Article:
Maybe using some bread flour or whole wheat flour could help?
Maybe I should turn the temp up?
Please let me know if you have any guidance, thanks!
Gosh. It’s so hard to know where it went wrong. If you bake from frozen then, yes, you definitely need to add baking time and and/or turn up the oven temp a bit. You definitely need to make sure you knead the dough. Check to make sure your oven is calibrated to the right temperature. You don’t need to replace the all-purpose flour with bread or whole wheat. Good luck!
I made these for our Thanksgiving meal tonight! They were amazing! I have been very unhappy with making rolls at 6000 ft. My whole family was SUPER happy with these! Thanks for sharing!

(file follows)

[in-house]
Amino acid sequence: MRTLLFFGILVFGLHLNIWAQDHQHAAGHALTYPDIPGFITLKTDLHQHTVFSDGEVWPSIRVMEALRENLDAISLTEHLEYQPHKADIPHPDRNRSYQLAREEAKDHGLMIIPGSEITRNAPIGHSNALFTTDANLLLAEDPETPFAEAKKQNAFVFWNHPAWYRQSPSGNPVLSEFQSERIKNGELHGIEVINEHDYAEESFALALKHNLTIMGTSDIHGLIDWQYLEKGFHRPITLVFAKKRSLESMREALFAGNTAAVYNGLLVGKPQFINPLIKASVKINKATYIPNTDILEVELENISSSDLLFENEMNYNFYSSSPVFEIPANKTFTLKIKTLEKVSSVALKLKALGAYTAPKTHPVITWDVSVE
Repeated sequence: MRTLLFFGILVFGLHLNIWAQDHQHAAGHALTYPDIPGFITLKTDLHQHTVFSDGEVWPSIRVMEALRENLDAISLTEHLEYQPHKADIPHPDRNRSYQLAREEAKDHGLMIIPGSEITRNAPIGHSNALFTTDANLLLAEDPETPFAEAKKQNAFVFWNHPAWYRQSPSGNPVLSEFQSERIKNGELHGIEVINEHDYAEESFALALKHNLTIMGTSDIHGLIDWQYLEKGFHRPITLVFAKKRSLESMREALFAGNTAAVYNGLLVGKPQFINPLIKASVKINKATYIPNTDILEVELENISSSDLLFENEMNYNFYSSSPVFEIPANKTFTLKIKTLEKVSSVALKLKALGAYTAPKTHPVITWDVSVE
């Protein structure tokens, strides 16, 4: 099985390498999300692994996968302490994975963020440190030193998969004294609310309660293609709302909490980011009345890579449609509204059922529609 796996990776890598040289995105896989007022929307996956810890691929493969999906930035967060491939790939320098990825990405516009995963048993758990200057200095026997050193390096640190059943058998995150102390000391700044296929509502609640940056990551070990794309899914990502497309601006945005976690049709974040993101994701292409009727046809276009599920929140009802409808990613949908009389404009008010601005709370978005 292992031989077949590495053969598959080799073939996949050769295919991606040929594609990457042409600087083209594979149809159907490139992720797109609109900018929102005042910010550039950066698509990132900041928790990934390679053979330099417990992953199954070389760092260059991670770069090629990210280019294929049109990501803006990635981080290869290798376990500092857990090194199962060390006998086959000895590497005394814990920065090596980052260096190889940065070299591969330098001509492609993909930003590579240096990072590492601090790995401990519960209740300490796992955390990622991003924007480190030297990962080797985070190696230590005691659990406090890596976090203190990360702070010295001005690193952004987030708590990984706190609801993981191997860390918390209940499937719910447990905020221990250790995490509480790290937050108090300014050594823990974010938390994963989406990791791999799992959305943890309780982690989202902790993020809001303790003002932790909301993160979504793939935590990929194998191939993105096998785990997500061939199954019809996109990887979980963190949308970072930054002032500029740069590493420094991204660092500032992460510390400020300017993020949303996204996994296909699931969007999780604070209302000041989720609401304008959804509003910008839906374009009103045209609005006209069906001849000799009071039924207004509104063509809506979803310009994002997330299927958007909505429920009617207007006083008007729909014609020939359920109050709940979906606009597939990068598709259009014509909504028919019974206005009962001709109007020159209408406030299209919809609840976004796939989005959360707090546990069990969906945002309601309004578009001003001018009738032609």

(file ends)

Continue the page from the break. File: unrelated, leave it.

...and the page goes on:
The milk should read 1 cup rather than 2 cups on the Parker house rolls? On mountainmanacooks.com.. Right??
I had to put 10 cups of flour in because it was too wet and sticky… Please advise. Thank you
Just got my first KitchenAid stand mixer & thought I’d kickstart my novice baking experience with this recipe. They turned out great from my perspective but some might think they’re a bit doughy. The top & bottom crusts were perfect so I didn’t want to bake them longer than 20 minutes. The doughy center might’ve been because I didn’t have whole milk so I used 1 cup skim & 1 cup half & half. Any tips?
Maybe you could lower the heat in your oven and cook them a few minutes longer next time. And perhaps use 1 1/2 cups milk and just 1/2 cup of half & half.